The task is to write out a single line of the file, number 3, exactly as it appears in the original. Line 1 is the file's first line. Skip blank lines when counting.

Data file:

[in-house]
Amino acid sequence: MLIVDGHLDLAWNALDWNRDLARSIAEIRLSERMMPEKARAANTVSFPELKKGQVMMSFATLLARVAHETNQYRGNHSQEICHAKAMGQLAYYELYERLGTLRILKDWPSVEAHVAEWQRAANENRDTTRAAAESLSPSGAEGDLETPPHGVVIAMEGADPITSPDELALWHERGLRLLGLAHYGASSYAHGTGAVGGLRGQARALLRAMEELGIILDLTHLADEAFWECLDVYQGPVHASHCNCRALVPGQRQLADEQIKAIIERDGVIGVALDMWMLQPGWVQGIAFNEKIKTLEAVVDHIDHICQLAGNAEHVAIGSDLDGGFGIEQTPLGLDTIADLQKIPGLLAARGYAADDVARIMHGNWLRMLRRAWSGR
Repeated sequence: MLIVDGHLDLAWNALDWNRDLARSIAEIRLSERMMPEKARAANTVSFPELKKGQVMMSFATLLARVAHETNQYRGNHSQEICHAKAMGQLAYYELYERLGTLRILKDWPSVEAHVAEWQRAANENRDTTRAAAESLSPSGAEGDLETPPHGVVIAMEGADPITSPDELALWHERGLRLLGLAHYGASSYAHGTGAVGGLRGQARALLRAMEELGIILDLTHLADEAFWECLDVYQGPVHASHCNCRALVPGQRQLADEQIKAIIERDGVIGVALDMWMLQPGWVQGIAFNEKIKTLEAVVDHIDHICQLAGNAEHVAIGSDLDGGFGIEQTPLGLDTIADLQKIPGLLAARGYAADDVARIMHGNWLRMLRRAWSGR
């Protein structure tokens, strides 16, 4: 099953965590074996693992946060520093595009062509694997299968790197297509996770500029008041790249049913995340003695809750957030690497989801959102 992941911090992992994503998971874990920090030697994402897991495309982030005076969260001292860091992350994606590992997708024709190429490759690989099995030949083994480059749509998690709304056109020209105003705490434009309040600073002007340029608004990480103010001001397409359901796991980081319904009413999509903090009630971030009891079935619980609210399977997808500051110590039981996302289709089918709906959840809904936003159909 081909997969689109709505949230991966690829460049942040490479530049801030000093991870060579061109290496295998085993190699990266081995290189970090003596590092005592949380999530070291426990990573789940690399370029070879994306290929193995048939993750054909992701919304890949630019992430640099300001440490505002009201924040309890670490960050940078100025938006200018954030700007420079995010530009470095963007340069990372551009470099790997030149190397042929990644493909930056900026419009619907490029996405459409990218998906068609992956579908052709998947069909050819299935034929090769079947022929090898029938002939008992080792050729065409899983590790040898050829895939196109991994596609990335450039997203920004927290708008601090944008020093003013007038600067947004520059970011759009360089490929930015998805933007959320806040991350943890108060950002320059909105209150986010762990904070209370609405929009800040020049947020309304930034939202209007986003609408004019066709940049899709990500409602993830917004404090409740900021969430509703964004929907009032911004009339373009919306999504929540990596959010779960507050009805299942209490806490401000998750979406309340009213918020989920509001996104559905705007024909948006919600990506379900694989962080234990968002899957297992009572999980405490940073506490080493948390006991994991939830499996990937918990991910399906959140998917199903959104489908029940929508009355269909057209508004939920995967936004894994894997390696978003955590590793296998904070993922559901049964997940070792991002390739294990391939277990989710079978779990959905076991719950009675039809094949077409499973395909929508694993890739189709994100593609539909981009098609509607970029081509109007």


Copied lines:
Repeated sequence: MLIVDGHLDLAWNALDWNRDLARSIAEIRLSERMMPEKARAANTVSFPELKKGQVMMSFATLLARVAHETNQYRGNHSQEICHAKAMGQLAYYELYERLGTLRILKDWPSVEAHVAEWQRAANENRDTTRAAAESLSPSGAEGDLETPPHGVVIAMEGADPITSPDELALWHERGLRLLGLAHYGASSYAHGTGAVGGLRGQARALLRAMEELGIILDLTHLADEAFWECLDVYQGPVHASHCNCRALVPGQRQLADEQIKAIIERDGVIGVALDMWMLQPGWVQGIAFNEKIKTLEAVVDHIDHICQLAGNAEHVAIGSDLDGGFGIEQTPLGLDTIADLQKIPGLLAARGYAADDVARIMHGNWLRMLRRAWSGR